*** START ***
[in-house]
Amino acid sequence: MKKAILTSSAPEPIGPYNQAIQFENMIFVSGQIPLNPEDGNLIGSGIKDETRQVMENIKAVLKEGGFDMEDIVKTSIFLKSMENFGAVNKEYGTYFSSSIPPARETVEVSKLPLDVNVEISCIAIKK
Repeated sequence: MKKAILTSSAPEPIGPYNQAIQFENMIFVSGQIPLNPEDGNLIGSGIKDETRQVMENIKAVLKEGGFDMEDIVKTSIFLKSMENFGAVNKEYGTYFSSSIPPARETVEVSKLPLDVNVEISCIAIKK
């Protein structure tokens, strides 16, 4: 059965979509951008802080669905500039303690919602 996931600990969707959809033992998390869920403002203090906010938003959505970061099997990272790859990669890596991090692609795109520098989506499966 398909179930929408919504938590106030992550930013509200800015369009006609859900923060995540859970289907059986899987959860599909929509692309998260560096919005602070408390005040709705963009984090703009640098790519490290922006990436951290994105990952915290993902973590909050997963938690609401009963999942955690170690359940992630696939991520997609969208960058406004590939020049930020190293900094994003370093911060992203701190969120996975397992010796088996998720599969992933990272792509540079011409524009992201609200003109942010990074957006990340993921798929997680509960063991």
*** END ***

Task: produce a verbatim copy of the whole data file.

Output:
[in-house]
Amino acid sequence: MKKAILTSSAPEPIGPYNQAIQFENMIFVSGQIPLNPEDGNLIGSGIKDETRQVMENIKAVLKEGGFDMEDIVKTSIFLKSMENFGAVNKEYGTYFSSSIPPARETVEVSKLPLDVNVEISCIAIKK
Repeated sequence: MKKAILTSSAPEPIGPYNQAIQFENMIFVSGQIPLNPEDGNLIGSGIKDETRQVMENIKAVLKEGGFDMEDIVKTSIFLKSMENFGAVNKEYGTYFSSSIPPARETVEVSKLPLDVNVEISCIAIKK
């Protein structure tokens, strides 16, 4: 059965979509951008802080669905500039303690919602 996931600990969707959809033992998390869920403002203090906010938003959505970061099997990272790859990669890596991090692609795109520098989506499966 398909179930929408919504938590106030992550930013509200800015369009006609859900923060995540859970289907059986899987959860599909929509692309998260560096919005602070408390005040709705963009984090703009640098790519490290922006990436951290994105990952915290993902973590909050997963938690609401009963999942955690170690359940992630696939991520997609969208960058406004590939020049930020190293900094994003370093911060992203701190969120996975397992010796088996998720599969992933990272792509540079011409524009992201609200003109942010990074957006990340993921798929997680509960063991």